C-TEC's Mission on Mars

From: DragonFun@aol.com
Subject: C-TEC's Mission on Mars
Date: Sun, 6 Apr 1997 12:41:25 -0400 (EDT)

Hello, Discuss--Live from Mars People,

Below is an excerpt from my "Power Tools for Math & Science" column in the
Feb '97 issue of Learning and Leading with Technology.

Excerpt ---------------------------------------------------------------------
The universe beckons. Soon, Gaia's children will begin moving outward,
colonizing near space, the solar system, beyond. A new childhood for all of
us, capturing a lifelong sense of wonder.  -- Laran Stardrake 

C-TEC's Mission to Mars
The Center for Technology, Environment, and Communication (C-TEC) is a
project-based learning community at Piner High School in Santa Rosa,
California. Nine teachers, 250 students, and several volunteer mentors. In
December every year, C-TEC cancels most classes for the last eight or nine
school days and embarks on an intensive project adventure--all students, all
teachers, full-time. December 10-20, 1996, C-TEC cancelled all morning
classes and ran a full-time simulation of establishing the first permanent
scientific base on Mars--all students, all teachers, and mentors, including
the authors. Three teams of students planned and prepared for this adventure.

* The Future History Team developed a scientifically credible timeline of
what might happen between now and the time of the simulation (2040 AD). The
establishment of the base on Mars was in the context of this historical

* The Logistics Team planned the actual simulation, including the mechanics
of running the simulation, activities and tasks to be carried out by teams of
students, and multimedia ways to document the nine days of intensive research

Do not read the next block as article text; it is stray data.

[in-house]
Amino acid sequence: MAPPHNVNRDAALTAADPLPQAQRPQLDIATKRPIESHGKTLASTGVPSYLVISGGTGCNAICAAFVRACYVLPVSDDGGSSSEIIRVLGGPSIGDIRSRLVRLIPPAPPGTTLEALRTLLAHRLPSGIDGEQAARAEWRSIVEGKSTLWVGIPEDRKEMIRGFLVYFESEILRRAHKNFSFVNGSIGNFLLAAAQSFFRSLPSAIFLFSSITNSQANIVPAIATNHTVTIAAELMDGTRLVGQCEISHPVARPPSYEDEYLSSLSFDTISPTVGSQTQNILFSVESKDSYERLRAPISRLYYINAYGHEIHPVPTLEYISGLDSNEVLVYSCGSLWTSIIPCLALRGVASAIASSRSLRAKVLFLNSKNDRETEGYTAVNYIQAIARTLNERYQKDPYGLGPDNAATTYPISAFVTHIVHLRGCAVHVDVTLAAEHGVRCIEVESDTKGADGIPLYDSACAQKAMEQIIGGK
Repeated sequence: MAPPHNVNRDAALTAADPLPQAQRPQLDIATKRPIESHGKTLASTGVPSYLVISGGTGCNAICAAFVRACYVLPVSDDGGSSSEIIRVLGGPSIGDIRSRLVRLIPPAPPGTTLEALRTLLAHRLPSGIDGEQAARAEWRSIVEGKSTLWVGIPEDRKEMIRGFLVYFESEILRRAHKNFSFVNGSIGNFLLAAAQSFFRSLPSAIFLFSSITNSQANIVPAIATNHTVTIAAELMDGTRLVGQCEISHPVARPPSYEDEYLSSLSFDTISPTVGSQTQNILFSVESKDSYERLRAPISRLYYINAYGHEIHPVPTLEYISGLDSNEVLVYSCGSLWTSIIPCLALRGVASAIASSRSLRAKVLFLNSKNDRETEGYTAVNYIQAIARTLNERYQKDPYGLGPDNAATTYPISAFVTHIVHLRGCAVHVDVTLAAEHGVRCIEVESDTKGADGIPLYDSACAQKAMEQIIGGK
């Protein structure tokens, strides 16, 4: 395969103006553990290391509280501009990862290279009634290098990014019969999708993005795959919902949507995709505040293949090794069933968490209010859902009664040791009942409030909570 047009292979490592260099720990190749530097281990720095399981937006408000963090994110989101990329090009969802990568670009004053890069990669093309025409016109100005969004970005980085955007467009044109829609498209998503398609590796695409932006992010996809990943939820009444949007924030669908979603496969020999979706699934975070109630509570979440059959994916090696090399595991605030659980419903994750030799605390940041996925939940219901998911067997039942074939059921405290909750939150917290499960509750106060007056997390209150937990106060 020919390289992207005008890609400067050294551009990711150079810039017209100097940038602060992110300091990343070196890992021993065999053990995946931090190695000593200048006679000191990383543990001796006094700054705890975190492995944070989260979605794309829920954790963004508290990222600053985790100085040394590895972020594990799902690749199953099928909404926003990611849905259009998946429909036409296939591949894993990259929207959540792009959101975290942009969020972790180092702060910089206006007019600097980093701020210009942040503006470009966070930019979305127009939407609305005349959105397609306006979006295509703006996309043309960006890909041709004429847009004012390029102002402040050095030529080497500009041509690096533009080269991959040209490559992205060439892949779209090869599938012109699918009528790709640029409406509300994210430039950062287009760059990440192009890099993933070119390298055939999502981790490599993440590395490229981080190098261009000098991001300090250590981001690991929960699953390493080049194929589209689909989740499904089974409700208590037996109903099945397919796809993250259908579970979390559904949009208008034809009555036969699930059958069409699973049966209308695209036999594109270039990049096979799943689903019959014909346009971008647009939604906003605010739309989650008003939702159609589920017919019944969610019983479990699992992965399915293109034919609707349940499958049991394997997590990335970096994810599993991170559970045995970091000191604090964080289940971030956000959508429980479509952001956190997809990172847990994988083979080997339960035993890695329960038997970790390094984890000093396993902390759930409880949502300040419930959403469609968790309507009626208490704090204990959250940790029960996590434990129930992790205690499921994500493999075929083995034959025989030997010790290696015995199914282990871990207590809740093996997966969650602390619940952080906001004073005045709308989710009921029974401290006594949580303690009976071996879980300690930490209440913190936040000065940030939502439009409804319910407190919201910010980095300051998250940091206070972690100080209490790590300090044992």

and simulation.

* The Communications Team gathered resources on the Net, communicated with
NASA and private companies that are planning activities in space, and worked
with the other teams.

Odyssey: Mission on Mars was C-TEC's primary activity during the last nine
school days of 1996. Students were divided into three groups and assigned to
three Mars landing sites called Odyssey One, Odyssey Two, and Odyssey Three.
Three teachers worked with students at each site and the students who planned
the simulation acted as a Science Advisory Committee to all three groups.
Smaller teams were formed to work on specific tasks within each teacher's
purview. Each team included a junior or senior who acted as a team leader and
peer mentor for freshman and sophomore team members. Meandering mentors (Eric
Burgess and Bob Albrecht) wandered about to help as needed. The Odyssey
Journalism Staff (23 students) were here, there, everywhere, capturing the
event on various media. The simulation had four major goals, listed here:

* Team-building. Teams consisted of mixed grades and students who had not
worked together before, researching topics they found interesting and
building a sense of community.

* Authenticity. Students did real work for a common purpose in a manner much
like the way similar work is done in the real world.

* Communication. Everything in this simulation was intertwingled with
everything else in this simulation!  Communication among teams was
established early and maintained throughout the simulation. This was the most
difficult goal to achieve.

* Fun! This was the easiest goal to achieve.